• It’s smaller than most current tablets, runs on an older OS and includes an old-fashioned stylus-like pen…how on earth will the HTC Flyer compete? 

    It might seem a little late in the day to launch a new tablet that isn’t running on the made-for-tablet Android OS 3 (aka Honeycomb) but it hasn’t dissuaded HTC from doing just that.

    Unlike Samsung, which launched its Galaxy Tab running Android 2.2 last year, with the result that it looked much like an oversized Galaxy S, HTC has at least used its Sense UI to attempt to bridge the gap between 2.x and 3.x.

    With most tablets having gone down the 10-inch screen route, it’s nice to see something more portable, even if it will make people think the same as the Samsung: that the HTC Flyer is really just an oversized Desire S.

    Most manufacturers are hedging their bets and even HTC is rumoured to be working on a 10-inch model of its own, but for something that mixes a large display with improved portability, the Flyer strikes a good balance.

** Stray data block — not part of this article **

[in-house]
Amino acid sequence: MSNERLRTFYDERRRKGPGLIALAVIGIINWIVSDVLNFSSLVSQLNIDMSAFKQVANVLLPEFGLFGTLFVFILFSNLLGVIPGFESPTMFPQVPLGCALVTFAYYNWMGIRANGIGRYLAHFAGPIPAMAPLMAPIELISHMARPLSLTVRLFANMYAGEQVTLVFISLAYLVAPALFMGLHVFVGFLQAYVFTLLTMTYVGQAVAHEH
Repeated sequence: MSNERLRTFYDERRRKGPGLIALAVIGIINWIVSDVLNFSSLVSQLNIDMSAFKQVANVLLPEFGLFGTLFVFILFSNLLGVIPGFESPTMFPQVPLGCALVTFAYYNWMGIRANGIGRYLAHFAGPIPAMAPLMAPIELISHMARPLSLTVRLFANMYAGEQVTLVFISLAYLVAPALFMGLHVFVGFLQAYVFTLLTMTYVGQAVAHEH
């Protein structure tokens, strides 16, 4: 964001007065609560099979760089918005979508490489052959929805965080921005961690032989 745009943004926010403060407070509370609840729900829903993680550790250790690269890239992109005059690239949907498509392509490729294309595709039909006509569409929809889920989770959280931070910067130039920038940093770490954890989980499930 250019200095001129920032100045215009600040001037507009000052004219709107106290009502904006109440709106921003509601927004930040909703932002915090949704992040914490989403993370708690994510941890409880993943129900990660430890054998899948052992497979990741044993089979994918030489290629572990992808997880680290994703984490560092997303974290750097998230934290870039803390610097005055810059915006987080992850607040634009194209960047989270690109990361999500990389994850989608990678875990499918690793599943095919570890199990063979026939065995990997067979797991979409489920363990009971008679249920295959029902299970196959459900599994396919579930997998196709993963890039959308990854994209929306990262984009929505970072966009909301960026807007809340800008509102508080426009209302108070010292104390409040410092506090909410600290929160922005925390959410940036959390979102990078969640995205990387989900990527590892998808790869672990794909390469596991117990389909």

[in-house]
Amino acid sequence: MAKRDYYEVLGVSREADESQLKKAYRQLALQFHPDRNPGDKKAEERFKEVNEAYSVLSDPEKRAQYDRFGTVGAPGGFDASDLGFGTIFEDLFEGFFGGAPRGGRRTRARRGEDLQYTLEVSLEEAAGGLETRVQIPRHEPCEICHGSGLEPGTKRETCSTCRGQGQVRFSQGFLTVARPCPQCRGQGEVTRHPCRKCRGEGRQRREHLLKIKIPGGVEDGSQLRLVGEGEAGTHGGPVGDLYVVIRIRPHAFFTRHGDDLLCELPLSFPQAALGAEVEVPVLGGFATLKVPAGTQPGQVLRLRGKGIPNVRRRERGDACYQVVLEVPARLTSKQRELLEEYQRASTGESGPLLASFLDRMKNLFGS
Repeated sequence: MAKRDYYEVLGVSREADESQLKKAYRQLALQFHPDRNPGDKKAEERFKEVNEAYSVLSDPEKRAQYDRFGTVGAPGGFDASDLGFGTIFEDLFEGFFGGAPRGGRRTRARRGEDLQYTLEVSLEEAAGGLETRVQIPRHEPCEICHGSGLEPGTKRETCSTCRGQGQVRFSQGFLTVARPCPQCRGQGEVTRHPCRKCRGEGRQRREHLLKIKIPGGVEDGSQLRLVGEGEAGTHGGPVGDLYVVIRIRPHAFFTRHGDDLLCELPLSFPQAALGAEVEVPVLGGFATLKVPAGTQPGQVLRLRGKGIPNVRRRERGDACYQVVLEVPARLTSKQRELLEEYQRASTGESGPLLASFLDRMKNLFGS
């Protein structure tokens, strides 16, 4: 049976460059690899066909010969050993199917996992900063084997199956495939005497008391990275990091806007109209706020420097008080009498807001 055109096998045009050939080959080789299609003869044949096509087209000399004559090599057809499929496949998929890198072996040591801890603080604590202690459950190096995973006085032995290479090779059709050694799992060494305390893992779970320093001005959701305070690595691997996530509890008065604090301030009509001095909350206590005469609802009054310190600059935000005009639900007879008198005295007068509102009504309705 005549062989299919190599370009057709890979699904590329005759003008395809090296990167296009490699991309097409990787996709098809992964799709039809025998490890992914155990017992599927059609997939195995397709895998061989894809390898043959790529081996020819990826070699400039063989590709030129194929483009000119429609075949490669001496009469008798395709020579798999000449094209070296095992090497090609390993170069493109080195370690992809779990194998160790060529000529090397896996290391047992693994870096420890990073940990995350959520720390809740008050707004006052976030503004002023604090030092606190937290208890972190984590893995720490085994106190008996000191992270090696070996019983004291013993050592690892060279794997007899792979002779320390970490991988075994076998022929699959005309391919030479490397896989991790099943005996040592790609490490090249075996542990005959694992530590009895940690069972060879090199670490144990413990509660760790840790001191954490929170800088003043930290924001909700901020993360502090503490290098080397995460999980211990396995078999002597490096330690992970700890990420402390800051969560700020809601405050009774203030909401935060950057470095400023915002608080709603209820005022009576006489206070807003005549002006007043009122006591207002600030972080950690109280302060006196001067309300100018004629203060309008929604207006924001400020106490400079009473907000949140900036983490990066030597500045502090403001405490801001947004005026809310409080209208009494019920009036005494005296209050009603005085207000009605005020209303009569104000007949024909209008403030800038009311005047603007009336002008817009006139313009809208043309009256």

With its 7-inch screen displaying 1024×600 pixels, matching that of Samsung’s first Galaxy Tab, it’s not far behind the iPad (the Apple coming with a 4:3 ratio screen against the Flyer’s 16:9 one), but with the smaller physical size of the device, the Flyer screen looks far slicker.

    The only problem here is that HTC’s flagship Sensation smartphone, with a 1.2GHz dual-core processor, has a 960×540 pixel resolution on a much smaller 4.3-inch screen. This means the Flyer has a little over 18 per cent more pixels, on a screen that’s over 60 per cent bigger. It seems that if you’re after the highest definition display, you’re better off looking at the smartphone.

    One lump or two?

    However, this review isn’t trying to discuss the merits of buying a tablet over a smartphone (HTC would likely want you to buy both), especially when iPad owners seem content with a tablet that has a screen that’s little bigger in resolution terms to an iPhone 4.

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